Grants grants grants

I must be careful to not bite the hand which feeds me but...well...isn't grant writing fun?

Yes, it's that favourite time of year for arts administrators: grant season. The time of year where we must figure out how to put onto paper that which is so clear in our heads and at dinner parties after several glasses of wine about what it is exactly that we do and why it is exactly that we do it. And though we all wish that we could write things like "please see the answer to question 2, above" or "please see our application from last year, since nothing much has changed", the applications require a bit more thought and effort than that. Ultimately, it's a good exercise - are we on track with our goals and strategic priorities? Did we do everything we said we would do, in the way we said we would do it? But at 3 am on the due date (or, as someone once said, the do date), it certainly doesn't seem like a good exercise.

So - to provide a bit of levity to anyone currently slogging through a grant application, I offer the following pieces of advice on how not to write a good grant application (or, in plainer English, how to write a bad one) loosely adapted from the list at The Chronicle of Higher Education (chronicle.com):

  • Don't explicitly state any goals, objectives, or outcomes in your grant proposal. A good panelist will be able to figure these out from your mission statement.
  • Make it obvious that you have cut and pasted sections from your other grants into this new proposal. Don't worry if the formatting does not match or there are sentences and sections from the old proposals that have no bearing on this one. Reviewers are impressed by people who are too busy to proofread.
  • Use lots of acronyms. Define them several pages after you first use them, if possible, or at least bury the definitions in long paragraphs.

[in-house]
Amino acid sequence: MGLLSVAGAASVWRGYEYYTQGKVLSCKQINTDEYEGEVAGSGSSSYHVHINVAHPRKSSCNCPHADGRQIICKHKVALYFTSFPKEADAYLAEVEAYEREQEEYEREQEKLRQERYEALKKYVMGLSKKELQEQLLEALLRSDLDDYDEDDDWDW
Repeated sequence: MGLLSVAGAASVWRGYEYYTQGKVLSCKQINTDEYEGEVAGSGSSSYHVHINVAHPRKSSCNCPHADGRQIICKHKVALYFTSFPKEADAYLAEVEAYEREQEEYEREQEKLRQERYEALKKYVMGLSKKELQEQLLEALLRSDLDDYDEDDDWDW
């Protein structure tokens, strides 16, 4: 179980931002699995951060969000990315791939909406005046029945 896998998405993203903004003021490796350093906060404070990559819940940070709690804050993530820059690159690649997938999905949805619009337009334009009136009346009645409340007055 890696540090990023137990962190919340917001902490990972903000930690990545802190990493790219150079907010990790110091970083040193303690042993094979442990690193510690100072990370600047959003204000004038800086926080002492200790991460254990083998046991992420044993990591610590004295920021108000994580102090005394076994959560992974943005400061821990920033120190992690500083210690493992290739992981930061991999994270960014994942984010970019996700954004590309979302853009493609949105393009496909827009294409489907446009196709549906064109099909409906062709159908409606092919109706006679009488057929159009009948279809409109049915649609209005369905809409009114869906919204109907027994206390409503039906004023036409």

• Focus your grant entirely on your own niche area of focus...Dealing with problems of general interest is a waste of time. A good panelist will be able to discern the global impacts of your work without being led by the hand.
  • Reviewers love 10-point, Arial-font, single-spaced type. Preferably there should be no spaces between paragraphs, headings, or subheadings, either. Your goal is to leave no white space on the page.
  • Don't use spell-check.
  • Replace simple, meaningful words with polysyllabic behemoths whenever possible. Don't write "use" when you can say "utilize." Why "use a method" if you can "utilize a methodological technique"? There is no reason to "increase" when you can "exacerbate." Bonus points for using polysyllabic words incorrectly, as in "the elevation in glucose concentration was exasperated during exercise."
  • Always assume that the panel and the program director will give you the benefit of every doubt.

In all seriousness, though, grants provide a vital source of revenue for arts organizations large and small across the country. TDJ is grateful for the support it receives each year from the municipal, provincial and federal governments. Grant applications are thorough for a reason - granting agencies need to be held accountable for how they distribute their funds. And, frankly, many organizations need to spend a few extra minutes each year re-evaluating what they do and why they do it.

So - to all of my colleagues in arts administration who are currently completing - or thinking about completing - or looking for misplaced - grant applications, I salute you! Happy writing.

Josh

P.S. - And, since I work in the contemporary classical music world too, I couldn't help but share this brilliant website which might come in handy for my new music colleagues...

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